How Sister Helen Prejean became a “social justice sister”

“What saves us is learning how to love, even to the point of death.”

Sister Helen Prejean, a member of the Congregation of St. Joseph, is famous for her efforts to abolish the death penalty and for her best-selling 1993 book, Dead Man Walking, which was dramatized in a 1995 film directed by Tim Robbins. She runs an organization called Ministry Against the Death Penalty. Her memoir, River of Fire: My Spiritual Journey, tells how she became a social justice activist. With characteristic candor and humor, she cautions readers to be patient for signs of transformation: “Don’t hold your breath. It’s going to take a while.”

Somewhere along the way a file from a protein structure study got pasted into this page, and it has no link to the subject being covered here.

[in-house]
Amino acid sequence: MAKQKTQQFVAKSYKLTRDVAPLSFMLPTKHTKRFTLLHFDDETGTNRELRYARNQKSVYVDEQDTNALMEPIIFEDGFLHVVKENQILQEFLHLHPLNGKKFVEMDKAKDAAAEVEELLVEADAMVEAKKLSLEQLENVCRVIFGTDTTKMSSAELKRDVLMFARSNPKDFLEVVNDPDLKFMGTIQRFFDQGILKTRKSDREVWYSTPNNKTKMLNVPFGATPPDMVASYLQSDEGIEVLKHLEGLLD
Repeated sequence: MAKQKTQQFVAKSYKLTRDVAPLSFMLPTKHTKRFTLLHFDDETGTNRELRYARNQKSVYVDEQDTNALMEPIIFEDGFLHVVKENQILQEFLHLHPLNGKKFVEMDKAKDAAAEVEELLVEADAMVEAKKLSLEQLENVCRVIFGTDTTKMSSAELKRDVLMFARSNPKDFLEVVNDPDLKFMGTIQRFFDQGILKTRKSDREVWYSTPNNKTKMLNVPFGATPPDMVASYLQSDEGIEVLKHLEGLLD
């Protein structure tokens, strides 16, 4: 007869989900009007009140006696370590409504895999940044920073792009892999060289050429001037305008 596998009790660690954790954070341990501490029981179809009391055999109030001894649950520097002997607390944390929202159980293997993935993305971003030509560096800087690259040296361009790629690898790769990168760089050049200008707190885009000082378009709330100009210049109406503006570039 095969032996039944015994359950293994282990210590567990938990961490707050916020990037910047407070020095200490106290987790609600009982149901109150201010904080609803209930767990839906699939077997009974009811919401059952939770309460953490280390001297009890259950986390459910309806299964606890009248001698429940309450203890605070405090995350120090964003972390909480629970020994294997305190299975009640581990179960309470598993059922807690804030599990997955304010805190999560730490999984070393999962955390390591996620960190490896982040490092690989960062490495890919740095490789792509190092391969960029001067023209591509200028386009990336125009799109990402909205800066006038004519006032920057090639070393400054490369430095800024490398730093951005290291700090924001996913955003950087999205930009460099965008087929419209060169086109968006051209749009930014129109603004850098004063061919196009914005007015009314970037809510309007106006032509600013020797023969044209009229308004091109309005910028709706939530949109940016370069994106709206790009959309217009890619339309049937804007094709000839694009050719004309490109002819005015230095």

Why did you write a memoir that focuses on your early adulthood and the Vatican II era?

I was in my forties before I realized that the following of Christ, the living of Christianity, is a lot more than praying and asking God to help the suffering people and being nice to the people in my immediate vicinity. It has to do with a wider, deeper framework, and with reaching out to the margins. Less than a sixteenth of a mile away from where I lived as a nun in those times was one of the housing projects where African Americans lived and struggled, with police beating them up, redlined by banks, segregated in neighborhoods, and I was oblivious to it.